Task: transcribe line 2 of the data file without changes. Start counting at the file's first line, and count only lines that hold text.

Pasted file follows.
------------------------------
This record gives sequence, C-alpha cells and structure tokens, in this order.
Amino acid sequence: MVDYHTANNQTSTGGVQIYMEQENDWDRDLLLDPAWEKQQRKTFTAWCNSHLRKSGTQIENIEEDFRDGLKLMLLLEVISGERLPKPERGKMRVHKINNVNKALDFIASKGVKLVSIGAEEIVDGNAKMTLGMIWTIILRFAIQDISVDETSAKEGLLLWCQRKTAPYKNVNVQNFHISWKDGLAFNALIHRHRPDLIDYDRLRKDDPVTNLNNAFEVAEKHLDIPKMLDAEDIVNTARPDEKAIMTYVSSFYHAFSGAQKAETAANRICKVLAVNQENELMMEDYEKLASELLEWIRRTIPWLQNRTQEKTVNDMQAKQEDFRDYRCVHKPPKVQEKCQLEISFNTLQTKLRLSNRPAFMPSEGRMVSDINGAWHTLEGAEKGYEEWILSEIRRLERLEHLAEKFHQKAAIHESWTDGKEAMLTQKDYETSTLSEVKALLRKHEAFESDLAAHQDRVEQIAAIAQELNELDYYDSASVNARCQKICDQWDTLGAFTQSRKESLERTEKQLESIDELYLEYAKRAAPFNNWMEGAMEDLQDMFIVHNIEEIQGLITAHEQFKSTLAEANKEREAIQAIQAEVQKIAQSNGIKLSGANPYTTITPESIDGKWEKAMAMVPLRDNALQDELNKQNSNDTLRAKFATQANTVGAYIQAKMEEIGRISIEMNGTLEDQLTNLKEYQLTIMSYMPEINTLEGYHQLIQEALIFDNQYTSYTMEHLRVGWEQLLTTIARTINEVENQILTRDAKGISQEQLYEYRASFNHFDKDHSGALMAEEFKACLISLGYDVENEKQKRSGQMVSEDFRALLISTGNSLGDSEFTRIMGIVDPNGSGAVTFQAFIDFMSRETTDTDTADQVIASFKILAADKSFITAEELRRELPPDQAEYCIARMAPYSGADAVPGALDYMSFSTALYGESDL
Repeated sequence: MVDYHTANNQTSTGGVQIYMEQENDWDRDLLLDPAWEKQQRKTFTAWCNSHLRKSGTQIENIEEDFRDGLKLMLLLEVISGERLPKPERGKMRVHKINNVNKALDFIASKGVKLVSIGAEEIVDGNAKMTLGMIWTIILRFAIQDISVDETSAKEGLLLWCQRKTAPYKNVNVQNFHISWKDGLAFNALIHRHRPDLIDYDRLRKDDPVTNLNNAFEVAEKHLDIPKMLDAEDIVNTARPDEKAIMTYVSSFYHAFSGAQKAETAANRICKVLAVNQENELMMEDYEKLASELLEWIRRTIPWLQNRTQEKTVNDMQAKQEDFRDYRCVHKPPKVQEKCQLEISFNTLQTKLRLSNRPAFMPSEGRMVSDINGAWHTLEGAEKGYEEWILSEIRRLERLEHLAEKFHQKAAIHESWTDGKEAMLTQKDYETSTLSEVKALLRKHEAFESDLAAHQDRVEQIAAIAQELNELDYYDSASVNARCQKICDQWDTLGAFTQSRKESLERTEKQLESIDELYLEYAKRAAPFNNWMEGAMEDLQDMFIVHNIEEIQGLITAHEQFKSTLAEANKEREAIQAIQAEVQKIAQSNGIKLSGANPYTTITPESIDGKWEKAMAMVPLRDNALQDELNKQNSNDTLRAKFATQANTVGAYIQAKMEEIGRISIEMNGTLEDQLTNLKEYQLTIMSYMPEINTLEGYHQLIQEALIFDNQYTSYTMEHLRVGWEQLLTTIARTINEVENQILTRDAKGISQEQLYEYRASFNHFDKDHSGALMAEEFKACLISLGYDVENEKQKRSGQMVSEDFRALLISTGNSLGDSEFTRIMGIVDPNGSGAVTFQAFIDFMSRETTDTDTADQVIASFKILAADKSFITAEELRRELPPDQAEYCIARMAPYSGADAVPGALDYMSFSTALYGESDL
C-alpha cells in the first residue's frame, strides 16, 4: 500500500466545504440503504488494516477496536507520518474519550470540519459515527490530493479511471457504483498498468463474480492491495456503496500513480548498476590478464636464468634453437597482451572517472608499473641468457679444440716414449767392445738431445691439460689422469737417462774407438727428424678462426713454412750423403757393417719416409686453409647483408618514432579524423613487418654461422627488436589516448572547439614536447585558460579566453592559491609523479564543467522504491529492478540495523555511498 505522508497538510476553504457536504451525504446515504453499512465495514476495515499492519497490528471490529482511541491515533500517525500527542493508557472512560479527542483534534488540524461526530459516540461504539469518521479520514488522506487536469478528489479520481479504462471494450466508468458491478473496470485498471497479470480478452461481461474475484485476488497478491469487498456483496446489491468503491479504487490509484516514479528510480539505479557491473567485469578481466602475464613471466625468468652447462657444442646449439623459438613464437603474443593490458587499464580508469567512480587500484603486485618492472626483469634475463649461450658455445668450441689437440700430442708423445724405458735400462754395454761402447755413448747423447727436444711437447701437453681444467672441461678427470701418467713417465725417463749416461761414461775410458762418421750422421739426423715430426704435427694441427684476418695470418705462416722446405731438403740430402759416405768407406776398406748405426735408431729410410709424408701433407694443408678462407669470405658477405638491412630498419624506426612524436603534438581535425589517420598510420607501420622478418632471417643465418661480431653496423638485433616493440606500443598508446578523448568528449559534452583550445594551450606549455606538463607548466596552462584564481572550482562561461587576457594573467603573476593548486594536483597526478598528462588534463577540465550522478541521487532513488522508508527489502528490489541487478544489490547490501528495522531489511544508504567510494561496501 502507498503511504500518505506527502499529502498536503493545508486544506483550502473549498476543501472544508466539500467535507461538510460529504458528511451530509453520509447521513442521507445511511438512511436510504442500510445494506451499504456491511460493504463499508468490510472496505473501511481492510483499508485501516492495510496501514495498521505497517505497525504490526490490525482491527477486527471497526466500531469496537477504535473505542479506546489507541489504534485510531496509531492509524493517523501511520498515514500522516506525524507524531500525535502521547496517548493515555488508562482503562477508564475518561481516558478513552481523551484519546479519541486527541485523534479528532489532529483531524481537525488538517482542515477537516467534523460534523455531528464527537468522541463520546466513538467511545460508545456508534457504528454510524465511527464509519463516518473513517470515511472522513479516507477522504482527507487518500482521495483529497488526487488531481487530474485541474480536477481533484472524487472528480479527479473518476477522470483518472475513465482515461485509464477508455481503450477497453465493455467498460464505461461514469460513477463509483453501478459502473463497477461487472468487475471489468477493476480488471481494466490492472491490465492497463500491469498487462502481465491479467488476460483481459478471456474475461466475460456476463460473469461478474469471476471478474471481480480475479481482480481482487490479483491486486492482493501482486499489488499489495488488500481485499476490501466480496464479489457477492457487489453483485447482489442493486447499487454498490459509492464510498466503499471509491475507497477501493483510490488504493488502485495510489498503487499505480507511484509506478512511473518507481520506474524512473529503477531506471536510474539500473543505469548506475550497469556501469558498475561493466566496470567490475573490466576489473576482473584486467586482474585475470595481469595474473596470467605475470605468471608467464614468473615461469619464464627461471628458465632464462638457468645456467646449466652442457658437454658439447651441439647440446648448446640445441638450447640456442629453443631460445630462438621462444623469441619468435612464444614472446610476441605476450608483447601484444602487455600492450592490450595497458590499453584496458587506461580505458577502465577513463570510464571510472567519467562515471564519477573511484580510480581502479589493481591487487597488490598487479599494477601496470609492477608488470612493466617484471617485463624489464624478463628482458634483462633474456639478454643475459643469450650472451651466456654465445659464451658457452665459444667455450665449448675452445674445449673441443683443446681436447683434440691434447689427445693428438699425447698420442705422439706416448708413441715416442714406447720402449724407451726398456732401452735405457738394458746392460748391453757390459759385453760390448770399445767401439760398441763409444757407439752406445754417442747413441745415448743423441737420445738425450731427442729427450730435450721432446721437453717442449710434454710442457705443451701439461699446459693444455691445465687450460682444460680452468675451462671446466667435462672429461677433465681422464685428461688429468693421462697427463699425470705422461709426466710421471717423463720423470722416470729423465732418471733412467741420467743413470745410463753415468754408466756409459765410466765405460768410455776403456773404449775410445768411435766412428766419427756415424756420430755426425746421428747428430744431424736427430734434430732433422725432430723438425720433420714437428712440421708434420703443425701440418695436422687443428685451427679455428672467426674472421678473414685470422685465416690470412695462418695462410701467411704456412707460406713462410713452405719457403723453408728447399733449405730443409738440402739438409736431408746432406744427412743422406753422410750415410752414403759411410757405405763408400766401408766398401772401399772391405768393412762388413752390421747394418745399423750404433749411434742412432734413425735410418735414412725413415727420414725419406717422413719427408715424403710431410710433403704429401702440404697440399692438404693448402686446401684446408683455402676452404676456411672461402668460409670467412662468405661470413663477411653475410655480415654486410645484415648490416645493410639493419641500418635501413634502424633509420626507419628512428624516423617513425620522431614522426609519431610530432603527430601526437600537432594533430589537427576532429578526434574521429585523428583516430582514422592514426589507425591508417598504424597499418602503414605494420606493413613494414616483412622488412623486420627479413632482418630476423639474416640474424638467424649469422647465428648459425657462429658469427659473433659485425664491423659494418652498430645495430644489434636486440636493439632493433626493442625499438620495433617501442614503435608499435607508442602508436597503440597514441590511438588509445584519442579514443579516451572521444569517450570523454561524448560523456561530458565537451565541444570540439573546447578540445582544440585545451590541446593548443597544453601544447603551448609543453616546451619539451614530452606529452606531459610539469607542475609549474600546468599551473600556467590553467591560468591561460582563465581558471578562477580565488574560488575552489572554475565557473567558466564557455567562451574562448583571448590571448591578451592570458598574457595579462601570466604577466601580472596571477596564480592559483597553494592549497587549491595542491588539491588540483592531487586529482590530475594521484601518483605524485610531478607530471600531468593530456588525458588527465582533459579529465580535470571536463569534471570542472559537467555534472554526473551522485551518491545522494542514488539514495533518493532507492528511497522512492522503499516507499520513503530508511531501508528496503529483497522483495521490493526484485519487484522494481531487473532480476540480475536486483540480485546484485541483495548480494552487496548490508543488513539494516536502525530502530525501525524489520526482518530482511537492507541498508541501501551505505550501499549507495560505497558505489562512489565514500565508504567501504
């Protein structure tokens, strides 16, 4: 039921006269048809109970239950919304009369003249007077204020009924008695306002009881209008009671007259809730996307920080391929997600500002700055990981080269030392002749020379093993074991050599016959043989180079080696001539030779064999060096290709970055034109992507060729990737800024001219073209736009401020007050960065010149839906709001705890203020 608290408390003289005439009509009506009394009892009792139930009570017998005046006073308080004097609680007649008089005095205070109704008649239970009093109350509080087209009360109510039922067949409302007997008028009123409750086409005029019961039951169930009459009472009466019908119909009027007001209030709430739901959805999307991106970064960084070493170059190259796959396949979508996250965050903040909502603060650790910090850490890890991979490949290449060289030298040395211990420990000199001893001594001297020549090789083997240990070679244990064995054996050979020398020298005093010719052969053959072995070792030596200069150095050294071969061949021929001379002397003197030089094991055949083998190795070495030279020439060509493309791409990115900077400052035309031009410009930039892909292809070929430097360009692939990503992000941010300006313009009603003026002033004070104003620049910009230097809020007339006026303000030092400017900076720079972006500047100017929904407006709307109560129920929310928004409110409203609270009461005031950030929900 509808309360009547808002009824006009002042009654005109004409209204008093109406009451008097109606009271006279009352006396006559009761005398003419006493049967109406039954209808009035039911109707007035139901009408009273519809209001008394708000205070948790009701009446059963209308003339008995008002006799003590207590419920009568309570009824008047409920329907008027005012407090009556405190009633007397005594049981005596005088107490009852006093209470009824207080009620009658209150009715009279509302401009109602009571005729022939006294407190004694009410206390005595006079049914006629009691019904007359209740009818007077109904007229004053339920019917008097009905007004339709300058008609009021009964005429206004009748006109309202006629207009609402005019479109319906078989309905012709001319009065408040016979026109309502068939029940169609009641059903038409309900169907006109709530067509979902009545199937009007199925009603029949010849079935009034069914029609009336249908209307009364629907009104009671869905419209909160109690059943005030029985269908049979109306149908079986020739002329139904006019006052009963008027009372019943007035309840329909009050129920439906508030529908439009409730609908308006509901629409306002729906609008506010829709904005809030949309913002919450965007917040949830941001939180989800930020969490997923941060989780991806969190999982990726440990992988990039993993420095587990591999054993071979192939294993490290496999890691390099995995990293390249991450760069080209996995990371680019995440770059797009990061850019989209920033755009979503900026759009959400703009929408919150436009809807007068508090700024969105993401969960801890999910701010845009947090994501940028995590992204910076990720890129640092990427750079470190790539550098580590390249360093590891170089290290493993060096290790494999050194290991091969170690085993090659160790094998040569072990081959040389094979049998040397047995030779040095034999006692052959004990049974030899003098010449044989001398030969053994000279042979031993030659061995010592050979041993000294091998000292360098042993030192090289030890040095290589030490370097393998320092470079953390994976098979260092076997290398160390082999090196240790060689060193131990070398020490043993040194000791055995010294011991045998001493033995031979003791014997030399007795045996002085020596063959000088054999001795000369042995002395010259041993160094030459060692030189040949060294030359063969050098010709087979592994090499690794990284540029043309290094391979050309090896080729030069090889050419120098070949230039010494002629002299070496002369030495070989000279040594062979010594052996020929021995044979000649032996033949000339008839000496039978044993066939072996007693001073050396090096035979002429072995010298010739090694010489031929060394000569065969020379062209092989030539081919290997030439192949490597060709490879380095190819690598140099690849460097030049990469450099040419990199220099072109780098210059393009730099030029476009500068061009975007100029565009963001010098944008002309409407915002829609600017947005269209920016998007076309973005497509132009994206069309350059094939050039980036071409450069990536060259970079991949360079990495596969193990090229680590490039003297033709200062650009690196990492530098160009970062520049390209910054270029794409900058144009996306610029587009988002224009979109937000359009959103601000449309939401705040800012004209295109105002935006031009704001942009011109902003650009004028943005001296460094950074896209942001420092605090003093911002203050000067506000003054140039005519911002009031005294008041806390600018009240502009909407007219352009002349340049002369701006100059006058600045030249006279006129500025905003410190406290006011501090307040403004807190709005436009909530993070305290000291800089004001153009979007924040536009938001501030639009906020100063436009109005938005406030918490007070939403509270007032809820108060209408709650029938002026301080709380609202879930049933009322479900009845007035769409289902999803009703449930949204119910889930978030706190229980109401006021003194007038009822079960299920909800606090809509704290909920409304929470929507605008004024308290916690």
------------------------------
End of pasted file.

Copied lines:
Amino acid sequence: MVDYHTANNQTSTGGVQIYMEQENDWDRDLLLDPAWEKQQRKTFTAWCNSHLRKSGTQIENIEEDFRDGLKLMLLLEVISGERLPKPERGKMRVHKINNVNKALDFIASKGVKLVSIGAEEIVDGNAKMTLGMIWTIILRFAIQDISVDETSAKEGLLLWCQRKTAPYKNVNVQNFHISWKDGLAFNALIHRHRPDLIDYDRLRKDDPVTNLNNAFEVAEKHLDIPKMLDAEDIVNTARPDEKAIMTYVSSFYHAFSGAQKAETAANRICKVLAVNQENELMMEDYEKLASELLEWIRRTIPWLQNRTQEKTVNDMQAKQEDFRDYRCVHKPPKVQEKCQLEISFNTLQTKLRLSNRPAFMPSEGRMVSDINGAWHTLEGAEKGYEEWILSEIRRLERLEHLAEKFHQKAAIHESWTDGKEAMLTQKDYETSTLSEVKALLRKHEAFESDLAAHQDRVEQIAAIAQELNELDYYDSASVNARCQKICDQWDTLGAFTQSRKESLERTEKQLESIDELYLEYAKRAAPFNNWMEGAMEDLQDMFIVHNIEEIQGLITAHEQFKSTLAEANKEREAIQAIQAEVQKIAQSNGIKLSGANPYTTITPESIDGKWEKAMAMVPLRDNALQDELNKQNSNDTLRAKFATQANTVGAYIQAKMEEIGRISIEMNGTLEDQLTNLKEYQLTIMSYMPEINTLEGYHQLIQEALIFDNQYTSYTMEHLRVGWEQLLTTIARTINEVENQILTRDAKGISQEQLYEYRASFNHFDKDHSGALMAEEFKACLISLGYDVENEKQKRSGQMVSEDFRALLISTGNSLGDSEFTRIMGIVDPNGSGAVTFQAFIDFMSRETTDTDTADQVIASFKILAADKSFITAEELRRELPPDQAEYCIARMAPYSGADAVPGALDYMSFSTALYGESDL